|Country||People's Republic of China|
|Elevation||3,094 m (10,151 ft)|
|Time zone||China Standard (UTC+8)|
Tashkurgan means "Stone Fortress" or "Stone Tower" in the Turkic languages. The official spelling is Taxkorgan, while Tashkorgan and Tashkurghan appear occasionally in literature. The town's name is written in the Uyghur Arabic alphabet as تاشقۇرغان and in the Uyghur Latin alphabet Tashqurghan baziri. Historically, the town was also called Sarikol (سريكال) or Sariqol (سرقول).
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Tashkurgan has a long history as a stop on the Silk Road. Major caravan routes converged here leading to Kashgar in the north, Yecheng to the east, Badakhshan and Wakhan to the west, and Chitral and Hunza to the southwest (modern Gilgit-Baltistan, Pakistan).
About 2000 years ago, during the Han dynasty, Tashkurgan was the main centre of the Kingdom of Puli (Chinese: 蒲犁) mentioned in the Book of Han and the Book of the Later Han. Later it became known as Varshadeh. Mentions in the Weilüe of the Kingdom of Manli (滿犁) probably also refer to Tashkurgan.
Some scholars believe that a stone tower mentioned in Ptolemy and other early accounts of travel on the Silk Road refers to this spot. It said by them to have marked the midway point between Europe and China. Other scholars, however, disagree with this identification. The most plausible site is in the Alay Valley.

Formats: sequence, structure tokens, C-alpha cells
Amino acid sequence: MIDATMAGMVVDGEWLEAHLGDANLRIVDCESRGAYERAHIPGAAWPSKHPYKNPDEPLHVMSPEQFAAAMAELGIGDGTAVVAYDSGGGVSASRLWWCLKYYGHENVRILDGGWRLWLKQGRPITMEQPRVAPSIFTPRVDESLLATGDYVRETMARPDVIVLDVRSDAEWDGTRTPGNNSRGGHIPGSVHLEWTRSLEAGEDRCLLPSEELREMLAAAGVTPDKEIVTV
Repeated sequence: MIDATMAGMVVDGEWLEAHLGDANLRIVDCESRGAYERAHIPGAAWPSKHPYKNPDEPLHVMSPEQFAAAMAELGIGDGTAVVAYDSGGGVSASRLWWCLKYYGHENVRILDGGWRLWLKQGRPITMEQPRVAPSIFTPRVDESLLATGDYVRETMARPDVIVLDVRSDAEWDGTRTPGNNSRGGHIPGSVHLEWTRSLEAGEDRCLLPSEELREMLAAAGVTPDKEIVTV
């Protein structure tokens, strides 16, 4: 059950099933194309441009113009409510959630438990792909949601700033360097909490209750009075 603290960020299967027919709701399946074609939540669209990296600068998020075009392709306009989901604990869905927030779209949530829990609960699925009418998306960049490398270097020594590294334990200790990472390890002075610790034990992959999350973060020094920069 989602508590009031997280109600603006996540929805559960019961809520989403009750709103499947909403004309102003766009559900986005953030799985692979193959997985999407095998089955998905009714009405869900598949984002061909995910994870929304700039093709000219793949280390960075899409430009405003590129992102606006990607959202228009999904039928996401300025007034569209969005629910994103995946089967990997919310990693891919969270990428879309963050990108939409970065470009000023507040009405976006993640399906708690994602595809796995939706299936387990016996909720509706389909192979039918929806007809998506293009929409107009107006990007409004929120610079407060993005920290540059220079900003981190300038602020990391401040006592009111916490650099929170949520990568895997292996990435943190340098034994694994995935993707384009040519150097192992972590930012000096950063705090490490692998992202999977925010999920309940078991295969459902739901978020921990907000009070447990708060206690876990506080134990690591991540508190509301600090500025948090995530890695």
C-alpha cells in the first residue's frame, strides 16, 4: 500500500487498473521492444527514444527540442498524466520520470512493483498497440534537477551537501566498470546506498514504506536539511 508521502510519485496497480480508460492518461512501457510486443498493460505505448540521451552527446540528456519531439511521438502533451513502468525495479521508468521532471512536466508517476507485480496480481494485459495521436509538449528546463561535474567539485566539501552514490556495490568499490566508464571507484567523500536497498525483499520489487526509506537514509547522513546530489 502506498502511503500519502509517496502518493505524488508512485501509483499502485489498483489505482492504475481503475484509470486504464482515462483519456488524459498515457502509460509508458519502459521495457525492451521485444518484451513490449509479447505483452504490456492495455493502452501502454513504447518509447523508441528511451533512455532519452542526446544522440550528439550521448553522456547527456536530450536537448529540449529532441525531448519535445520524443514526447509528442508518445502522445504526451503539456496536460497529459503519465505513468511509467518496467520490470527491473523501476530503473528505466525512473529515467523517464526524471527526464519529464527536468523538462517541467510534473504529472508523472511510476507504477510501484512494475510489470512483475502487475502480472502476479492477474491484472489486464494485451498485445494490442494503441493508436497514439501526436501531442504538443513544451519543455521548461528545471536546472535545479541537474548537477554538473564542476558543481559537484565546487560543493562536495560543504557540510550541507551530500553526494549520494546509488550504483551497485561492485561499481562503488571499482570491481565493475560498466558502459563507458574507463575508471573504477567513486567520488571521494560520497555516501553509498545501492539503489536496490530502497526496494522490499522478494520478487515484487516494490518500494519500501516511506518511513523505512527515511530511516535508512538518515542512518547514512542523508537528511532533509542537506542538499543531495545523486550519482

Many centuries later Tashkurgan became the capital of the Sarikol kingdom (色勒库尔), a kingdom of the Pamir Mountains, and later of Qiepantuo (朅盘陀) under the Persian Empire. At the northeast corner of the town is a huge fortress known as the Princess Castle dating from the Yuan dynasty (1279–1368 CE) and the subject of many colourful local legends. A ruined fire temple is near the fortress.
The Buddhist monk Xuanzang passed through Tashkurgan around 649 CE, on his way to Khotan from Badakhshan, as did Song Yun around 500 CE. When Aurel Stein passed through the town in the early twentieth century he was pleased to find that Tashkurgan matched the descriptions left by those travellers: discussing Qiepantuo, Xuanzang recorded (in Samuel Beal's translation), "This country is about 200 li in circuit; the capital rests on a great rocky crag of the mountain, and is backed by the river Śitâ. It is about 20 li in circuit." Xuanzang's discussion of Qiepantuo in book twelve of Great Tang Records on the Western Regions recounts a tale which might explain the name of the Princess Castle: A Han Chinese princess on her way to marry a Persian king is placed on a high rock for safety during local unrest. She becomes pregnant from a mysterious stranger, ultimately giving birth to a powerful king and founding the royal line ruling at the time of Xuanzang's visit. Stein records a version of this, current at the time of his visit, in which the princess is the daughter of the Persian king Naushīrvān.